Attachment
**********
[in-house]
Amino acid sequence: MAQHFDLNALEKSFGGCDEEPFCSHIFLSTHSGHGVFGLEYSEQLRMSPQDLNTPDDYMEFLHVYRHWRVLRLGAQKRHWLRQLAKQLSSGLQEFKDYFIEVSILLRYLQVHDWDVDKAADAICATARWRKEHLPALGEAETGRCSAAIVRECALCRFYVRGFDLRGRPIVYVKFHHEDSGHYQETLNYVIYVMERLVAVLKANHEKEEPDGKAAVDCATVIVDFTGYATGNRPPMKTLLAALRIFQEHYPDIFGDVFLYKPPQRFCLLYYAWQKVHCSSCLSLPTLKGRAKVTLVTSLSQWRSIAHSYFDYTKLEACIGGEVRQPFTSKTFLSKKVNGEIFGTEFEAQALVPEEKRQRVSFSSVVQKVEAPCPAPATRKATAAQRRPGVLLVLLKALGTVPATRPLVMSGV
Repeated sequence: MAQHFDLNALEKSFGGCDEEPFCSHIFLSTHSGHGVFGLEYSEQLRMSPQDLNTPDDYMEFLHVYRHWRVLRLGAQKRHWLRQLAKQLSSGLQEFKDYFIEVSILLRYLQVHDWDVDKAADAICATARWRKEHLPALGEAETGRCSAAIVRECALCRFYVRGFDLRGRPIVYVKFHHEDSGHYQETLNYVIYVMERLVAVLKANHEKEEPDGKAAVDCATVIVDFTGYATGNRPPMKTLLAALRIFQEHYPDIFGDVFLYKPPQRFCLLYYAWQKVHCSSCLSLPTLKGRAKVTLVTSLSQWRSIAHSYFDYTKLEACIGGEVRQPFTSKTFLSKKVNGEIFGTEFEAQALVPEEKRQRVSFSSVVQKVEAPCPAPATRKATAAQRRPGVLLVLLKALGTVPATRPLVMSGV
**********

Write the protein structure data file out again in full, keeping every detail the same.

[in-house]
Amino acid sequence: MAQHFDLNALEKSFGGCDEEPFCSHIFLSTHSGHGVFGLEYSEQLRMSPQDLNTPDDYMEFLHVYRHWRVLRLGAQKRHWLRQLAKQLSSGLQEFKDYFIEVSILLRYLQVHDWDVDKAADAICATARWRKEHLPALGEAETGRCSAAIVRECALCRFYVRGFDLRGRPIVYVKFHHEDSGHYQETLNYVIYVMERLVAVLKANHEKEEPDGKAAVDCATVIVDFTGYATGNRPPMKTLLAALRIFQEHYPDIFGDVFLYKPPQRFCLLYYAWQKVHCSSCLSLPTLKGRAKVTLVTSLSQWRSIAHSYFDYTKLEACIGGEVRQPFTSKTFLSKKVNGEIFGTEFEAQALVPEEKRQRVSFSSVVQKVEAPCPAPATRKATAAQRRPGVLLVLLKALGTVPATRPLVMSGV
Repeated sequence: MAQHFDLNALEKSFGGCDEEPFCSHIFLSTHSGHGVFGLEYSEQLRMSPQDLNTPDDYMEFLHVYRHWRVLRLGAQKRHWLRQLAKQLSSGLQEFKDYFIEVSILLRYLQVHDWDVDKAADAICATARWRKEHLPALGEAETGRCSAAIVRECALCRFYVRGFDLRGRPIVYVKFHHEDSGHYQETLNYVIYVMERLVAVLKANHEKEEPDGKAAVDCATVIVDFTGYATGNRPPMKTLLAALRIFQEHYPDIFGDVFLYKPPQRFCLLYYAWQKVHCSSCLSLPTLKGRAKVTLVTSLSQWRSIAHSYFDYTKLEACIGGEVRQPFTSKTFLSKKVNGEIFGTEFEAQALVPEEKRQRVSFSSVVQKVEAPCPAPATRKATAAQRRPGVLLVLLKALGTVPATRPLVMSGV